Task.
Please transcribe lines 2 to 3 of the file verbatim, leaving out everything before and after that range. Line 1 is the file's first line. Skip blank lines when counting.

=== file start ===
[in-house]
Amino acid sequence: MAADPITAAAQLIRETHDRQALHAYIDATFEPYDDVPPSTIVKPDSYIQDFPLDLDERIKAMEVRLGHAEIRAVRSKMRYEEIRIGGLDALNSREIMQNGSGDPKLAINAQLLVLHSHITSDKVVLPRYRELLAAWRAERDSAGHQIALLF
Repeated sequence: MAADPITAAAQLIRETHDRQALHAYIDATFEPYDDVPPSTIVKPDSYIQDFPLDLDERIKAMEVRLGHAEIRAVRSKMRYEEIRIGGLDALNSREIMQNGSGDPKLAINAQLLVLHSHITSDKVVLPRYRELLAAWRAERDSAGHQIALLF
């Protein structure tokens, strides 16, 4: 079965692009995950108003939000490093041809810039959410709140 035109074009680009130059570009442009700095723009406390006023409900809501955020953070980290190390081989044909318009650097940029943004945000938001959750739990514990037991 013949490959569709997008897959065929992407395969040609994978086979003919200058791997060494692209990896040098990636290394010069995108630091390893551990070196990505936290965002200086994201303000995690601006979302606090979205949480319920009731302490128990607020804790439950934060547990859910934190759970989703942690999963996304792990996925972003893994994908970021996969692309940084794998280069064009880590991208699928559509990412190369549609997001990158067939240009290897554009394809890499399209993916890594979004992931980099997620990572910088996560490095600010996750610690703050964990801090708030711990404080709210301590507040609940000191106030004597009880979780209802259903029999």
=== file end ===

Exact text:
Amino acid sequence: MAADPITAAAQLIRETHDRQALHAYIDATFEPYDDVPPSTIVKPDSYIQDFPLDLDERIKAMEVRLGHAEIRAVRSKMRYEEIRIGGLDALNSREIMQNGSGDPKLAINAQLLVLHSHITSDKVVLPRYRELLAAWRAERDSAGHQIALLF
Repeated sequence: MAADPITAAAQLIRETHDRQALHAYIDATFEPYDDVPPSTIVKPDSYIQDFPLDLDERIKAMEVRLGHAEIRAVRSKMRYEEIRIGGLDALNSREIMQNGSGDPKLAINAQLLVLHSHITSDKVVLPRYRELLAAWRAERDSAGHQIALLF